ICE says L.A. immigration arrests were planned long in advance

Daily News Article   —   Posted on February 15, 2017

ICE says L.A. immigration arrests were planned long in advance

Feb. 7, 2017 photo released by U.S. Immigration and Customs Enforcement (ICE) (Photo: L.A. Times / Charles Reed, U.S. Immigration and Customs Enforcement)

The arrests, which officials have described as routine and not part of a crackdown promised by President Trump, have sparked fear and anger in immigrant communities.

David Marin, the director of Enforcement and Removal Operations for Immigration and Customs Enforcement (ICE) in Los Angeles, said the actions taken this week were planned before Trump took office and were comparable to a similar weeklong operation taken last summer under President Obama that resulted in 112 arrests.

Marin said roughly 75% of the people arrested this week had prior felony convictions for crimes that included “sex offenses, assault, robbery and weapons violations.” Most of the 161 people arrested this week had been targeted for removal based on past criminal convictions, but Marin admitted a few people were swept up because they were found to be undocumented while other arrests were being carried out.

“Those were individuals that are in the country illegally, so they had no documentation or any right to be here in the country,” he said.

“The rash of these recent [news] reports about ICE checkpoints and random sweeps and the like, it’s all false, and that’s definitely dangerous and irresponsible,” Marin said. “Reports like that create panic, and they put communities and law enforcement personnel in unnecessary danger.”

ICE spokeswoman Virginia Kice said it was not immediately clear how many of those arrested in California this week had been deported.

Marin also sharply criticized activist groups that characterized the operation as an indiscriminate series of raids, [saying] such allegations put law enforcement officers and residents at risk.

The Los Angeles-area operation was carried out in conjunction with similar actions in New York City, Atlanta and Chicago, according to Kice, who said it was not uncharacteristic for ICE operations to coincide in major cities. Kice could not immediately provide arrest statistics for the operations in other cities.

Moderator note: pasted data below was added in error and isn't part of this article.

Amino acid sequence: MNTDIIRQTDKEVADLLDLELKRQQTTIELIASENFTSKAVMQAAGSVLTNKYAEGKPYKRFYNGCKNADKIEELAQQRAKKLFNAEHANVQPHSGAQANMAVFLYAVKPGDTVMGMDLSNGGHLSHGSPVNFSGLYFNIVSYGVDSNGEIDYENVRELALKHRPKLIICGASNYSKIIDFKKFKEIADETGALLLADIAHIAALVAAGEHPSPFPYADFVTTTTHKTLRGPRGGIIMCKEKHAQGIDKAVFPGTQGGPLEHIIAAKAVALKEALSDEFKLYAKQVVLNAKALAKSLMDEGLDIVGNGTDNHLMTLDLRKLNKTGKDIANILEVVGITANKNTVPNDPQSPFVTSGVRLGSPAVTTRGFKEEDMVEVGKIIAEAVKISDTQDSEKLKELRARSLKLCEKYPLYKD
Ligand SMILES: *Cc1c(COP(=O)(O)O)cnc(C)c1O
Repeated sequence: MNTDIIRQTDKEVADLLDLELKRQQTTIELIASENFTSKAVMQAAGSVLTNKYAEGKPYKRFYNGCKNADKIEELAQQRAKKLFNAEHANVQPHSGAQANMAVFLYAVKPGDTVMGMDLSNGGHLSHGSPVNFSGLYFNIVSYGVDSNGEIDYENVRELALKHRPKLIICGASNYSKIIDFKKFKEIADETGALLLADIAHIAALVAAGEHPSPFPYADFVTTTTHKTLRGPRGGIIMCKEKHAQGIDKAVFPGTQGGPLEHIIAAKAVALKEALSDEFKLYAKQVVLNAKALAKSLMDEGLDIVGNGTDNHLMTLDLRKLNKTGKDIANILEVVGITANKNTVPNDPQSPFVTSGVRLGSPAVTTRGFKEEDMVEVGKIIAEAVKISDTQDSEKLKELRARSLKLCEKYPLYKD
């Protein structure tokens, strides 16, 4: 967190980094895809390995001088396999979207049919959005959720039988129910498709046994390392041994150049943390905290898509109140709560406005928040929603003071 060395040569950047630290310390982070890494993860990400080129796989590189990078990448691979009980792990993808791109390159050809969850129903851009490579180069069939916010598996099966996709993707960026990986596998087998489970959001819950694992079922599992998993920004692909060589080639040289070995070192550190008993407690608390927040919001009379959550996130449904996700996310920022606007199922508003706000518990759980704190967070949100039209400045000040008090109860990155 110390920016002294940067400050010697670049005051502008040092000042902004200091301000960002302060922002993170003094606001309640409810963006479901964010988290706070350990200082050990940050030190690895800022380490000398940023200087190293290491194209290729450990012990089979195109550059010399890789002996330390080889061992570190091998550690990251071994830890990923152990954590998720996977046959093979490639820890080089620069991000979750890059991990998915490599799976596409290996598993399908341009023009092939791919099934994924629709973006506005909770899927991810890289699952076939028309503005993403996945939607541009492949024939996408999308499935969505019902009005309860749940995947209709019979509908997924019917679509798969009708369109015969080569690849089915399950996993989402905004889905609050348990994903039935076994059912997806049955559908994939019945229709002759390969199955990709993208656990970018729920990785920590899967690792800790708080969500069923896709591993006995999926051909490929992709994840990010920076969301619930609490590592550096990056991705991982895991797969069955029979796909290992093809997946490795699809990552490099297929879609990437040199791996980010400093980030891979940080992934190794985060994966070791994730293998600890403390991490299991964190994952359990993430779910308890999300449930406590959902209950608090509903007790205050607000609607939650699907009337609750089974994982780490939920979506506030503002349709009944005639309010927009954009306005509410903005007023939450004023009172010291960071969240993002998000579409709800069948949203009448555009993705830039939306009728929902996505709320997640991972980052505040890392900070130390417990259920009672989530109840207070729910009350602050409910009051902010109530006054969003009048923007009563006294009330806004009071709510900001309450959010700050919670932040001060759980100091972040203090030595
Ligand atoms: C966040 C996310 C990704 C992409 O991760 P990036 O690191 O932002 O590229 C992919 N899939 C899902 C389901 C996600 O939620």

The arrests sparked a protest in downtown Los Angeles on Thursday evening.

The situation highlighted fear among many immigrants about Trump’s vow to deport those in the United States illegally. Los Angeles and Orange counties are home to 1 million immigrants [who are not in the country legally], according to an analysis released Thursday by the Pew Research Center. …..

Last year, federal agents took 112 people into custody during a four-day operation [implemented by President Obama] targeting immigrants with criminal histories in Southern California, including one previously convicted of the attempted murder of a police officer, ICE said at the time.

In 2015, ICE announced the arrests of more than 240 people with criminal records over the course of another four-day operation in the Southland.

Jennie Pasquarella, director of immigrant rights for the ACLU in California, said the actions taken by ICE in California this week are not necessarily indicative of the enforcement of immigration law that Trump promised on the campaign trail, though she did express concerns about reports that some immigrants without criminal histories were caught up in the weeklong operation.

“Even under Obama we had sweeps or big operations where they would go into a particular neighborhood or say that this week we’re going to do a big operation and arrest people with certain profiles in certain parts of the city,” Pasquarella said. “The piece of it that is new is some of the reports that we were getting yesterday indicating that there were people [arrested] who did not have any criminal convictions at all.”

Reprinted here for educational purposes only. May not be reproduced on other websites without permission from the Chicago Tribune.

Questions

1. The first paragraph of a news article should answer the questions who, what, where and when. List the who, what, where and when of this news item. (NOTE: The remainder of a news article provides details on the why and/or how.)

2. a) How did ICE officials describe the crackdown and arrests across Southern California last week?
b) How many people were arrested in similar ICE operations in Southern California in the last two years?

3. a) Define felony and conviction.
b) What percent of those arrested had prior felony convictions?
c) What types of crimes had they committed?

4. What did ICE’s David Marin say about news reports on ICE checkpoints and random sweeps? Be specific.

5. a) Define indiscriminate.
b) Why did Mr. Marin criticize activist groups that characterized the operation as an indiscriminate series of raids?

6. Do you agree with Mr. Marin’s assertions? Explain your answer.

7. While the majority of those arrest in the ICE operation were convicted felons, some had no felony record, but might have just been in the country illegally, working hard and even raising a family. Progressives (liberals) do not think immigration law should be enforced because they don’t agree with it. Conservatives agree with the law and say it should be enforced, although vary on how to address the problem of law abiding, hard working people who are here illegally.
If you don’t like a law, what should you do:
a) ignore it and do what you think is right
b) stage peaceful protests until officials stop enforcing the law
c) change the law by running for or electing to office those who will do so
d) stage protests blocking the streets, shut down anyone who disagrees with you, do what you have to do to keep the attention on the issue, even if if leads to property destruction and arrest
Explain your answer.


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